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The Knight Out Short Film Review


Directed by: #AkashSunethkumara

Written by: #AkashSunethkumara


Two men (Akash Sunethkumara and Dilshan Fonseka) sit at a café table, playing chess. This hobby seems rather innocuous, just a regular meeting between friends. But underneath the surface, this isn’t a casual game. In their shared imagination, the two men fight over who will approach the pretty stranger (Romane Dananjani) who just entered the café. Director Akash Sunethkumara’s The Knight Out, which is self-styled as an action musical, is a dynamic, well-produced action film. While the music beats as the two men fight it out, it becomes apparent that this is a film filled with lashings of imagination.

What starts out as a challenge quickly becomes a battle between yin and yang. Instead of chess, the two men fight, with fists and swords. Each move is intercut with shots of them in the café, contemplating where to place their pieces next. The editing is snappy and quick, and the shots between the real and the imagined worlds create an intriguing concept. The action shares similarities to Edgar Wright’s action scenes in Baby Driver and Scott Pilgrim Vs. The World. The editing in The Knight Out is lightning quick, and the combination of the editing and the smoothly choreographed fight scenes even give the impression that motion lines have been added to emphasise the action. Even though neither of the friends places themselves into mortal danger, the battle is still rewarding and intense.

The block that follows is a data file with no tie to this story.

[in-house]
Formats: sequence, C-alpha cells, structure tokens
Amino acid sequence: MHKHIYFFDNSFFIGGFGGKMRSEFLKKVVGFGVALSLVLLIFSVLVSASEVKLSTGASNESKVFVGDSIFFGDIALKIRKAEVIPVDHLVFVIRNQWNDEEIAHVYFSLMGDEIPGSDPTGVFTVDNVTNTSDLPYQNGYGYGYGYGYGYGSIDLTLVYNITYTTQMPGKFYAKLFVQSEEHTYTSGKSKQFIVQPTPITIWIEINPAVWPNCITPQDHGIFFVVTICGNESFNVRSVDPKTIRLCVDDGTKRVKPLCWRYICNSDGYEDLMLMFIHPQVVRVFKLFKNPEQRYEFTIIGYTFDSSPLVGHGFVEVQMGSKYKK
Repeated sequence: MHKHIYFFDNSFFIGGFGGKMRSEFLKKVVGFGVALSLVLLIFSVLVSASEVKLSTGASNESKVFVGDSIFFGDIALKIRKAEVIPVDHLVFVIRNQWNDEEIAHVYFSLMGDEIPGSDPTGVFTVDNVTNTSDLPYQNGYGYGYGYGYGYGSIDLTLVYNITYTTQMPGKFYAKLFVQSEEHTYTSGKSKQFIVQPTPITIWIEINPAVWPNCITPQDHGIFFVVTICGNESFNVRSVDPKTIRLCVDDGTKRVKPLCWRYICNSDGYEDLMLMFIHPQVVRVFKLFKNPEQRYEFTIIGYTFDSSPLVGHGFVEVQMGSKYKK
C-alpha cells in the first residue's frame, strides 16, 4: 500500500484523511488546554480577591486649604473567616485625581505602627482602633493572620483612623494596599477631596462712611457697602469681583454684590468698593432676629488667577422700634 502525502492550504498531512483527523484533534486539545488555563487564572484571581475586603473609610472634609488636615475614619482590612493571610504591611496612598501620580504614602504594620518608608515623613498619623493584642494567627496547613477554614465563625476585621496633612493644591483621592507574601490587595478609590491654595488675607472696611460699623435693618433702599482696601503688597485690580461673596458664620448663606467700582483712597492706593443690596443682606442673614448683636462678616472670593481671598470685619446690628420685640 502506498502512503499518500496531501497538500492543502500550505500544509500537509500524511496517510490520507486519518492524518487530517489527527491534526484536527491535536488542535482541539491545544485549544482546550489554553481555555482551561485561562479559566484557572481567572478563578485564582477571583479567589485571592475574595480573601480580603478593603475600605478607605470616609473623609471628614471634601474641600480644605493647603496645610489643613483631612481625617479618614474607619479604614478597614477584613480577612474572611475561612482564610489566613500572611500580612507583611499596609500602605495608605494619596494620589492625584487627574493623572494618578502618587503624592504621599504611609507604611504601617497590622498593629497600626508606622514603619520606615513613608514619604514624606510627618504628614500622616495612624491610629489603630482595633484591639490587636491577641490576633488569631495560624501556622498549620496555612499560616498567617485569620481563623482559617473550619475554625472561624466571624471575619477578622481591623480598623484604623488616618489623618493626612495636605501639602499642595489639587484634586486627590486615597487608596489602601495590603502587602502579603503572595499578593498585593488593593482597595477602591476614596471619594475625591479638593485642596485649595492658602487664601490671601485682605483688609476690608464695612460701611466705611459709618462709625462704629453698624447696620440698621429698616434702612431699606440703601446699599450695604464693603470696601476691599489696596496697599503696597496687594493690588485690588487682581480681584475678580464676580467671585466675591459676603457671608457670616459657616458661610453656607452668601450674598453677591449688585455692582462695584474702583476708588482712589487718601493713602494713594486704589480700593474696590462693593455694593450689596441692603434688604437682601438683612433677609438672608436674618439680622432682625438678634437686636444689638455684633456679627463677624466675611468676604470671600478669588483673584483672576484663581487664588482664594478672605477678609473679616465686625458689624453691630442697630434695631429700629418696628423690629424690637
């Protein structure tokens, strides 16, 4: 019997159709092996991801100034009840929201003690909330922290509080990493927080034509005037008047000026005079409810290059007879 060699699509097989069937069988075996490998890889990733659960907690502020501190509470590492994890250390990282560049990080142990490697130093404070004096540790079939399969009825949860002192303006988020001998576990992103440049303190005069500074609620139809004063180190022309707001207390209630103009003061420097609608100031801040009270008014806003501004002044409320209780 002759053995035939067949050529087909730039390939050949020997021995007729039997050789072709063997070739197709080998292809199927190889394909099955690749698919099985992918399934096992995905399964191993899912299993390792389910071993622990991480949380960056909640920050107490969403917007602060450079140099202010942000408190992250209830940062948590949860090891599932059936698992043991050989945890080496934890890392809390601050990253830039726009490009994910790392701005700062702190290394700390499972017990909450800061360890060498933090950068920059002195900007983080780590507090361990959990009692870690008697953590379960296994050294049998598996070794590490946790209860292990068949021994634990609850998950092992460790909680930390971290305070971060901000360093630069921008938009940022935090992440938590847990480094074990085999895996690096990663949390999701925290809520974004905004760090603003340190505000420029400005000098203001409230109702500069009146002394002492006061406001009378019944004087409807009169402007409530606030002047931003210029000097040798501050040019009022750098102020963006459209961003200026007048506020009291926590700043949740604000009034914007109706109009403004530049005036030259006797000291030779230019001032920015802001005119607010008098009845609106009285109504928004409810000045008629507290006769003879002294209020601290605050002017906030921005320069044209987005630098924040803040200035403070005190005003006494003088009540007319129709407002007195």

This is an action film, but it is also labelled as a musical. While the music elevates the film into a gripping action set-piece, and the throbbing bass creates a sense of rippling tension, the best track is during the credits. Despite its genre, the music isn’t the most impressive thing in this film. Instead, it is the imaginative scenario, which blurs together fantasy, reality and wishful thinking. As the men fight, their feet touch the black and white boxes of their chessboard. While they strategise to win their game of chess, they also aim to claim victory via a physical fight. By adding in these two worlds, Sunethkumara has created an action film that refuses to feel stale.

The Knight Out ripples with dynamism and imagination. Sunethkumara has succeeded in not only creating a unique film, but the action is absorbing and engaging. As a result, this film doesn’t feel out of place in a world filled with Marvel and blockbusters. Fun, tense and exciting – The Knight Out claims the title of champion.



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